Introducing the city

Gasoline £1.17

One-way ticket £2.30

Beer £2.90

Main Course £12.00

About Liverpool

Modern art and pop heritage, ancient artefacts and seafaring history – Liverpool is overflowing with culture everywhere you look.

It’s one of the UK’s most iconic cities and as recently as 2008 was awarded the accolade of ‘European Capital of Culture’. From its twin cathedrals (one Catholic, one Anglican) to the artsy atmosphere of the Ropewalk quarter - Liverpool dances to a different and entirely distinctive rhythm.

And whilst we’re talking rhythm we should probably discuss the Beatles. The world-famous Fab Four find their origins in Liverpool and the city is bursting with pride at the fact. From the Cavern club to the Casbah Coffee Club – the band’s influence permeates every street corner. It’s high time you saw for yourself just how much culture the city can claim.

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When should you visit?

As with most of the UK, the most popular time to visit Liverpool is in late-spring and summer, when the weather is at its most hospitable. If you’re not a fan of the crowds, however, we recommend visiting the city in early autumn, when the weather is still fairly pleasant.

Liverpool's climate is typical of the United Kingdom; fairly mild yet highly unpredictable with a mixture of rainy, sunny, windy and cloudy days all year round.

July is the hottest month in the city with an average temperature of 16 degrees Celsius, whilst the coldest is January at 5 degrees Celsius.

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Travioor top tips

Take a tour
The Library
Sefton Park

Insider Info

  • It’s always great to take a tour, wherever you are in the world. But in Liverpool, you are positively spoilt for choice. Whatever your interests, take a tour (there are free ones and private) through the city to get a unique perspective of its culture.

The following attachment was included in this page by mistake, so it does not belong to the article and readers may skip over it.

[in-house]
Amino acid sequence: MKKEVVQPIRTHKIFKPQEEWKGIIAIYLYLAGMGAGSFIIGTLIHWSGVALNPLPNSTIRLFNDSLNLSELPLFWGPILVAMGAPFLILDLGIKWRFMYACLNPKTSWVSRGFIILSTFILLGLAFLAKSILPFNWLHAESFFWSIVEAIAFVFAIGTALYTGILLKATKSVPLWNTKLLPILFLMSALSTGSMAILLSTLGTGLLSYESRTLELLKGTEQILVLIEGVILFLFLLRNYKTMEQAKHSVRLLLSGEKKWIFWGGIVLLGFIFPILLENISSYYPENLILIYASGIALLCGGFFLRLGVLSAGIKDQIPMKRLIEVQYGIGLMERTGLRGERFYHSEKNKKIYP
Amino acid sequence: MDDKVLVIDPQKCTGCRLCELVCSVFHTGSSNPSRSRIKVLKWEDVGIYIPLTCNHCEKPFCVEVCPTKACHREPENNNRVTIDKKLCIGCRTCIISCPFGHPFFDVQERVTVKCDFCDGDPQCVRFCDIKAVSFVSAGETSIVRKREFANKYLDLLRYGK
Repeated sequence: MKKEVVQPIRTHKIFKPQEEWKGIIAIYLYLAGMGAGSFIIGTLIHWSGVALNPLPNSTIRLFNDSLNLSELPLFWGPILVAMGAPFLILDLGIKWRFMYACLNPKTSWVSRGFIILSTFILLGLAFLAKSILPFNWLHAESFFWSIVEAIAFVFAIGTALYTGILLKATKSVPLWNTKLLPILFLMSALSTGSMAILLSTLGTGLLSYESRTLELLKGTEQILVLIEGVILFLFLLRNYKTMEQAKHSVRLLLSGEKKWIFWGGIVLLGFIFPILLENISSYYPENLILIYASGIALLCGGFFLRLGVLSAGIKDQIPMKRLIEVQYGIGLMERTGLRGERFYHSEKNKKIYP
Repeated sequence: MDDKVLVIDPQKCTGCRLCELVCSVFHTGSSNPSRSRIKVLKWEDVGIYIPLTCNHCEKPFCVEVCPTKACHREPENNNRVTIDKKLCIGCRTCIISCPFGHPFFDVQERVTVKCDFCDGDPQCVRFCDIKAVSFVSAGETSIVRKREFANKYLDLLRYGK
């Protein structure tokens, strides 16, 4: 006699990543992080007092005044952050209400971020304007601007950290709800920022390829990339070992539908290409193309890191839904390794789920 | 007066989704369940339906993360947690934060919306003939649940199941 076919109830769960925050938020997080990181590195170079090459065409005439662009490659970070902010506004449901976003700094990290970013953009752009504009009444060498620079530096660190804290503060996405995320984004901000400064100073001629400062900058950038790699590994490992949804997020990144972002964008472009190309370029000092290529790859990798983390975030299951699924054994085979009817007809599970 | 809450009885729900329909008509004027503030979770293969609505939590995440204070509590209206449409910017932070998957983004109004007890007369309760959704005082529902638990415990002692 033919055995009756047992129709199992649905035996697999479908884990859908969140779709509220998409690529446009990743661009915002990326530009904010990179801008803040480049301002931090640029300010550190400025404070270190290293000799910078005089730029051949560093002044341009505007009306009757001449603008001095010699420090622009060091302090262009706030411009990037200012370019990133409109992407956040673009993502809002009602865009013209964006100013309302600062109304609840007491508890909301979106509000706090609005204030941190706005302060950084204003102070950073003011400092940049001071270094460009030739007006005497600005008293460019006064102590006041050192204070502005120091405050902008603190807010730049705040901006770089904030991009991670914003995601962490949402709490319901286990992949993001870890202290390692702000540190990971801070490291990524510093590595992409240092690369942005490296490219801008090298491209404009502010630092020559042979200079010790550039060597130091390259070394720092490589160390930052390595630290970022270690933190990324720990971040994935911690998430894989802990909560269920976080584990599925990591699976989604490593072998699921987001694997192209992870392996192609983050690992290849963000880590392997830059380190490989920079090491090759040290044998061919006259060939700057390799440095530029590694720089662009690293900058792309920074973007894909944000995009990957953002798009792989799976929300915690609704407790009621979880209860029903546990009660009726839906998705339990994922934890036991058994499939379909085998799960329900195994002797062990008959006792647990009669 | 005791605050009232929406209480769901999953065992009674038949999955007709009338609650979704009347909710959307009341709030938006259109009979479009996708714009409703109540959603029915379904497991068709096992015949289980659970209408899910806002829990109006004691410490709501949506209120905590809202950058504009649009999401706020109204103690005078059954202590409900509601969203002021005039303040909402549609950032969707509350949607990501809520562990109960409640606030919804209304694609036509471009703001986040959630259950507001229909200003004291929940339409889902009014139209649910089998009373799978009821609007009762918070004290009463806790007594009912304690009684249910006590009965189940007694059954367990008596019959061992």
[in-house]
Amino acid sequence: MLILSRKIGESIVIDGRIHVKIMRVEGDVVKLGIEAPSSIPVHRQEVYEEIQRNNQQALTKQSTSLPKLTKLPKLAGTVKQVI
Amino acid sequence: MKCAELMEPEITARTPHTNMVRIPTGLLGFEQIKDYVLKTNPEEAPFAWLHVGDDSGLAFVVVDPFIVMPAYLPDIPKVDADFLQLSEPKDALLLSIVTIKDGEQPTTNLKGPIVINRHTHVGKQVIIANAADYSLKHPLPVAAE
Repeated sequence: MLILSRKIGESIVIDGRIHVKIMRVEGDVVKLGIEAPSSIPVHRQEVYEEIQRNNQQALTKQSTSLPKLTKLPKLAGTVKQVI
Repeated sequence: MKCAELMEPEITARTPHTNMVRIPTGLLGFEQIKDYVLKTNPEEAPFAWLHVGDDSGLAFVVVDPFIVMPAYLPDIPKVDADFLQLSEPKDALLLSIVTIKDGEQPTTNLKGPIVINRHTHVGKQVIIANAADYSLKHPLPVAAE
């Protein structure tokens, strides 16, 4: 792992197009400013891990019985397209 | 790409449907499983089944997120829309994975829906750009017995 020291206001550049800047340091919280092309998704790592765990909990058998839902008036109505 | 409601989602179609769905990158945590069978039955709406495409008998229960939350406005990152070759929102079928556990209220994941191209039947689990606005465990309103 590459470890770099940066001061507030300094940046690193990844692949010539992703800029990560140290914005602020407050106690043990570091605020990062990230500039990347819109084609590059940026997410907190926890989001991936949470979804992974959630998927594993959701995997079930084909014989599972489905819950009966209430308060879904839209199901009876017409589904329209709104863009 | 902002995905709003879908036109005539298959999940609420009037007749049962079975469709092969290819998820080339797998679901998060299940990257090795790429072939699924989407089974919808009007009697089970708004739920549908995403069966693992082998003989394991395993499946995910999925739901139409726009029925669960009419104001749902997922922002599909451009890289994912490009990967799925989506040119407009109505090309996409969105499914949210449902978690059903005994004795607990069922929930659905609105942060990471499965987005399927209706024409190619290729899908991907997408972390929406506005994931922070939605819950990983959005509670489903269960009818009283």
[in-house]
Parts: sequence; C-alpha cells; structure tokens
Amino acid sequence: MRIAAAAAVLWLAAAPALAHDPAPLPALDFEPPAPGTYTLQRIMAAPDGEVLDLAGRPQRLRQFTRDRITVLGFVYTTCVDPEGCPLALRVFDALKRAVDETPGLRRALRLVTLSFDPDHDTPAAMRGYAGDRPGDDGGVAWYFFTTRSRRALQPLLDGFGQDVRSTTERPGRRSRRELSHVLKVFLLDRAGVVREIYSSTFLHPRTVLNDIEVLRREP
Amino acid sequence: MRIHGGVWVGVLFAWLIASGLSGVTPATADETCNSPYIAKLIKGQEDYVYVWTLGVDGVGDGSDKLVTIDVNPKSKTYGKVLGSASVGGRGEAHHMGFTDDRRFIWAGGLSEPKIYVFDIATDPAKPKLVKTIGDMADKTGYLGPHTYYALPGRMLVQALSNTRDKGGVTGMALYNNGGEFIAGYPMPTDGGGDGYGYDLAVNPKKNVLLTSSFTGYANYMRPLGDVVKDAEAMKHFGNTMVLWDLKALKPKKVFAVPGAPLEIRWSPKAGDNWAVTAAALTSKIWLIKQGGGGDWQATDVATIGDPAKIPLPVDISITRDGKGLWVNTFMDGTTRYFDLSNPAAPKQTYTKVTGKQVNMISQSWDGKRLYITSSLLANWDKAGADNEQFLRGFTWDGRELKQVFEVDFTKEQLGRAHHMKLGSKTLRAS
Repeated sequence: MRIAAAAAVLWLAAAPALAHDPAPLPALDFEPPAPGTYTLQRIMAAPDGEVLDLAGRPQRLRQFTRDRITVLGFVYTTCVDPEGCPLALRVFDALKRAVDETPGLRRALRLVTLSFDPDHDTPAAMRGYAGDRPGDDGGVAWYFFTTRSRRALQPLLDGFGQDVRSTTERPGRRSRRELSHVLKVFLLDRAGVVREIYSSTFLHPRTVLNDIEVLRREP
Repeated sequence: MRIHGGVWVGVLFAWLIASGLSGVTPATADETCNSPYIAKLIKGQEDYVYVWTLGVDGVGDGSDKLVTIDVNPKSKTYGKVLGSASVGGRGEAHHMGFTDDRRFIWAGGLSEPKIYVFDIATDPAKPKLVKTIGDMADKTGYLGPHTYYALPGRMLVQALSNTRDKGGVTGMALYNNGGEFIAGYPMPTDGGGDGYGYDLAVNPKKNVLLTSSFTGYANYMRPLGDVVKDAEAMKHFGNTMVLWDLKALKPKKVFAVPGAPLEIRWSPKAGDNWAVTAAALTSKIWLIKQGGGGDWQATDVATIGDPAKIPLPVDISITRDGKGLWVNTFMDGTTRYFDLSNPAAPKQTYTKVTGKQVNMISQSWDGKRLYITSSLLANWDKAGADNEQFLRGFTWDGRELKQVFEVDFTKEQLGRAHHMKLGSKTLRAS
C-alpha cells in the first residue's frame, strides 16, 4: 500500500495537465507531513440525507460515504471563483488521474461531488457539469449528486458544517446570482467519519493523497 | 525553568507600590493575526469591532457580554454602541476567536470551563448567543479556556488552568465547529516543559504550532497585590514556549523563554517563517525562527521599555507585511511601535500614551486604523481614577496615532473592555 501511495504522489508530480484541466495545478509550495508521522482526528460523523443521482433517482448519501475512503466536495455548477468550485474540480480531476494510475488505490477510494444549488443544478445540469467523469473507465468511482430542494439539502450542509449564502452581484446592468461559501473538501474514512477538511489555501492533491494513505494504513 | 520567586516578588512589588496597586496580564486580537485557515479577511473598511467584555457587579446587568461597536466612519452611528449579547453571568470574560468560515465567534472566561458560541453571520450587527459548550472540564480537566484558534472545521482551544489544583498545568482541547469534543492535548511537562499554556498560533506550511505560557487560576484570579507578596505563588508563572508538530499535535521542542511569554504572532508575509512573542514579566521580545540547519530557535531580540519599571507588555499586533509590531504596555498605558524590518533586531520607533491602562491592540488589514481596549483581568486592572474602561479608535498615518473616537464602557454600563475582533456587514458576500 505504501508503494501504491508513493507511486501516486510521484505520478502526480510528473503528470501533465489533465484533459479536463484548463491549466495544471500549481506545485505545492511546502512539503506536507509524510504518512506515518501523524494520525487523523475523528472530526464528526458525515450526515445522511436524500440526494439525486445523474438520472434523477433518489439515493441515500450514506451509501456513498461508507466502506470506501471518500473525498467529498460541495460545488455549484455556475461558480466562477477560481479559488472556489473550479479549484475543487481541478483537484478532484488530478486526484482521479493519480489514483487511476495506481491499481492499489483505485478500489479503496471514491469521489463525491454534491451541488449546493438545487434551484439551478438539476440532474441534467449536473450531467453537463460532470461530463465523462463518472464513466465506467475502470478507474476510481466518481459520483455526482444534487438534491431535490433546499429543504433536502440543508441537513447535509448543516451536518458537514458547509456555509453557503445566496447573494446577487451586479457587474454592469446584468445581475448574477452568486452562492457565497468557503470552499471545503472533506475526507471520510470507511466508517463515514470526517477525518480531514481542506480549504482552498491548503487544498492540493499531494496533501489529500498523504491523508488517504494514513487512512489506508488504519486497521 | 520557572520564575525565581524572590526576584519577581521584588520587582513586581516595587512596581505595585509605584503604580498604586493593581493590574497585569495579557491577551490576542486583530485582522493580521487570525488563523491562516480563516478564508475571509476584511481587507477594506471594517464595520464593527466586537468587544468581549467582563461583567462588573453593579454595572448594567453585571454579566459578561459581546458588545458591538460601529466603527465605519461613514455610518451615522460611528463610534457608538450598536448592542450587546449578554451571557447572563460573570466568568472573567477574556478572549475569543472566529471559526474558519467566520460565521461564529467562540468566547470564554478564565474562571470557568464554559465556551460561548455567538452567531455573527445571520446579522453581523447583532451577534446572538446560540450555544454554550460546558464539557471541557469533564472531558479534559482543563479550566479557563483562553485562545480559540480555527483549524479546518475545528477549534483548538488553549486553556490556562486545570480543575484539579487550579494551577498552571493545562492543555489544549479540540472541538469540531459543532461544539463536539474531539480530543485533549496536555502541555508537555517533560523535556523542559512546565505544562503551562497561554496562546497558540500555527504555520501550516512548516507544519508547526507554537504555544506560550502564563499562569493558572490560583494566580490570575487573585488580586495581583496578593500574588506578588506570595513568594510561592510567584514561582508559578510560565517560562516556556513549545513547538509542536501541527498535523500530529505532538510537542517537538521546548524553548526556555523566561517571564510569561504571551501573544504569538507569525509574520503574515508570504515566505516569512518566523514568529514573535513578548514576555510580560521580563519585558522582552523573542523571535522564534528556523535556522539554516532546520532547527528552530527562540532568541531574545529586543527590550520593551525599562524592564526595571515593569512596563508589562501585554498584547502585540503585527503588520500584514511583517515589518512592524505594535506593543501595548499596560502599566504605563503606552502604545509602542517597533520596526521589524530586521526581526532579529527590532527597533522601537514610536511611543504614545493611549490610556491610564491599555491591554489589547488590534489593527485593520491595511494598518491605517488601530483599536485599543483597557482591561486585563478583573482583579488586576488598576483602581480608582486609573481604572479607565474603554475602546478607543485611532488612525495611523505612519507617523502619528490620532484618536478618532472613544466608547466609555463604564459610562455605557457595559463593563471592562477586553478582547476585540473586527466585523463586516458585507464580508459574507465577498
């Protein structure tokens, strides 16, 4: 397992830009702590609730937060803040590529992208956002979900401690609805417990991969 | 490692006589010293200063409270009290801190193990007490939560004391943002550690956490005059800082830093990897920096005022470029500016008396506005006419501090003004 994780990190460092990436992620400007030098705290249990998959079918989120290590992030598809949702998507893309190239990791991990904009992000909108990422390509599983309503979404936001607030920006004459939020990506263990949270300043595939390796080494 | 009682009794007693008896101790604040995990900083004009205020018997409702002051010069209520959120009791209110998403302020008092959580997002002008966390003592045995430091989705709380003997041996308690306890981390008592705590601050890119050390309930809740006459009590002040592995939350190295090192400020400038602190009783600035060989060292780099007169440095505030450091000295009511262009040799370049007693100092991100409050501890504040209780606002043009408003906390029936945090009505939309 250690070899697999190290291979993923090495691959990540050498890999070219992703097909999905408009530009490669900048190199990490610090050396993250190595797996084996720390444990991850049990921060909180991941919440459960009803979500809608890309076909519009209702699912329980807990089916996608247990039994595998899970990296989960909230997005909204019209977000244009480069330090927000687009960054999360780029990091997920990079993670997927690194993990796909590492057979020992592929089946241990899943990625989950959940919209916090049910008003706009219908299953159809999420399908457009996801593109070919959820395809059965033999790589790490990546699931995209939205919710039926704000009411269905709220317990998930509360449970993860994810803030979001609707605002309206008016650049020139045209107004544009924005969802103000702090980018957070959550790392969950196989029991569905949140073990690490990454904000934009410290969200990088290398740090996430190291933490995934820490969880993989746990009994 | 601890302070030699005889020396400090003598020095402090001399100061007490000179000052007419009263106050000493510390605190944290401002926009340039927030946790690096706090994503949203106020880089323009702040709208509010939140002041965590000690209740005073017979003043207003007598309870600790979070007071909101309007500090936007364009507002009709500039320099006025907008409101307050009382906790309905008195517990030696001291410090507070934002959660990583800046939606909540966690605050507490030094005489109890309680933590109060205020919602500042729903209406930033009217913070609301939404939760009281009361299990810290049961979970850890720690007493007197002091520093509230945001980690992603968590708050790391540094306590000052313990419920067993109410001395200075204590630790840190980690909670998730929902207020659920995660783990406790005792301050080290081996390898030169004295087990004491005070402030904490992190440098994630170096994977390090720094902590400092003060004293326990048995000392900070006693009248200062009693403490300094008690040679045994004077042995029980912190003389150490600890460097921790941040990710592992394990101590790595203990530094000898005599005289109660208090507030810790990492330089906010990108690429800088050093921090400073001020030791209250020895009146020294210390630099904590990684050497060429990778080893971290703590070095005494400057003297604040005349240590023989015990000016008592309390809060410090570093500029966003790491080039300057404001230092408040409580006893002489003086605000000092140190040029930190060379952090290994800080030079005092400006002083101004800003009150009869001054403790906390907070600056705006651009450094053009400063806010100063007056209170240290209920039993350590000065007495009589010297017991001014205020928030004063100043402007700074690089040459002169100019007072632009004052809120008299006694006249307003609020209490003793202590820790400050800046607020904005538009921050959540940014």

• The Liverpool Central Library is multi-award winning, from its spectacular four-storey atrium and rooftop terrace, to the historic Picton Reading Room, Oak Room and Hornby Library, housing 15,000 rare books. Whether you’re an avid reader or haven’t picked up a book in years, you’ll appreciate this building for its architecture, atmosphere and ingenuity.

  • Take a break from the hustle and bustle of the urban metropolis and spend some time relaxing in Sefton Park. Classified as a Grade One listed park by English Heritage, the magnificent, 200-acre space is truly picturesque, with indigenous British trees, beautiful flowers and distinctive curved pathways.

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Food and drink

Main Course £12.00

3-Course Meal £46.50

Cappuccino £2.59

Beer £2.90

The Scene

Liverpool’s melting pot of cultures and backgrounds makes it a brilliant city for culinary exploration. And boy has the city taken that idea and run with it. In recent years, Liverpool has become a gastronomic tour de force.

There’s award-winning fine dining, just as there are award-winning places to try a traditional “Scouse” (a type of stew), and pretty much everything you could imagine in between.

Here’s a short list of our favourite eateries that you have to try if you get the opportunity; The Monro is a brilliant place for a gastro-pub lunch, the Everyman Bistro is an old favourite for real ale (you might even spot a celebrity or two), the Panoramic has high-end cuisine and is Britain’s tallest restaurant and the Circo offers a night out with a difference, with laughing clowns and circus-style dining to complement your experience.

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Liverpool’s Story